New Zealand will stop issuing new offshore oil, gas exploration permits. The government is committed to play a central role in addressing climate changes. According to this decision, New Zealand will restrict the offer of exploration permits in the province of Taranaki in 2018 but existing exploration and any future mining permits will not be affected by the decision. Since the government seeks to reduce carbon emission after signing up to the Paris climate accord, it plans to plant a billion of trees over 10 years and intends to achieve 100% renewable electricity generation by 2035. This decision, in the view of the co-leader of Green Party, would also help New Zealand to achieves the aim of becoming carbon-neutral by 2050. However, there are also opponents to this decision.

In the view of the National Party, this decision could be regarded as “economic vandalism.” It will not tackle climate change but will have an adverse impact on employment. Relevant Industry producers also expressed concerns in regard with wastes and people’s job as the consequence of this decision. This decision is argued by industry players that it sends a worrying signal to domestic and international investors on the investment environment in New Zealand. In terms of a mining permit, relevant right based on a commercial discovery is unaffected and unchanged.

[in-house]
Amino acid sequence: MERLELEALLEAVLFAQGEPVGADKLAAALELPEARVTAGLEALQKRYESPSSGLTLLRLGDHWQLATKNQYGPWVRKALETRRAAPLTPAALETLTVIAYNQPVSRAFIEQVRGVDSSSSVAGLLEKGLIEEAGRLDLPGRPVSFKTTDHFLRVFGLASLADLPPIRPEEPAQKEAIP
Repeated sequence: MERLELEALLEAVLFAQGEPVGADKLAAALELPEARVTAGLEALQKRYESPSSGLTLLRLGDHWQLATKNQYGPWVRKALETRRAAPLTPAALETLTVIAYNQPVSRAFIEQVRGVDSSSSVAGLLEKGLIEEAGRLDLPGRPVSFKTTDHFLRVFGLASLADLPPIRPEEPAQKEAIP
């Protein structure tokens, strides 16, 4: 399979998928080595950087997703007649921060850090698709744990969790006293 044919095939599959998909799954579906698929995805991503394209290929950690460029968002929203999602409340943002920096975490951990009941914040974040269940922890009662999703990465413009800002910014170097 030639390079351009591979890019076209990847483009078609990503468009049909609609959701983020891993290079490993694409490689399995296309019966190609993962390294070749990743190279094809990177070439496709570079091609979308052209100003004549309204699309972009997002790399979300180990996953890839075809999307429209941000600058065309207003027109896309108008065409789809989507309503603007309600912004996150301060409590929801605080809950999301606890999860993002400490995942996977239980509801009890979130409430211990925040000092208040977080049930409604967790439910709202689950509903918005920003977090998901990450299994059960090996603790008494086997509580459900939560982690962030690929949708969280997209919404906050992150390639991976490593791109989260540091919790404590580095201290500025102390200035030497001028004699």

For existing exploration permits, 31 existing permits, covering more than 100,000 square kilometers, will not be affected by this decision. This means that the decision has no immediate and direct influence on gas and oil industry and does not currently affect employees in these industries. 

In the view of the government, this decision expresses the signal for the industry concerning the end to exploration while the government also give the industry and users enough notice to develop new technologies and find new investment opportunities. The government will also assist regions such as Taranaki in the transition period to find investment opportunities in infrastructure and energy projects. The government suggests and insists that this decision is a responsible measures, as it not only provide certainty for investors and industries but also protect future generations of New Zealand, thus striking a right balance.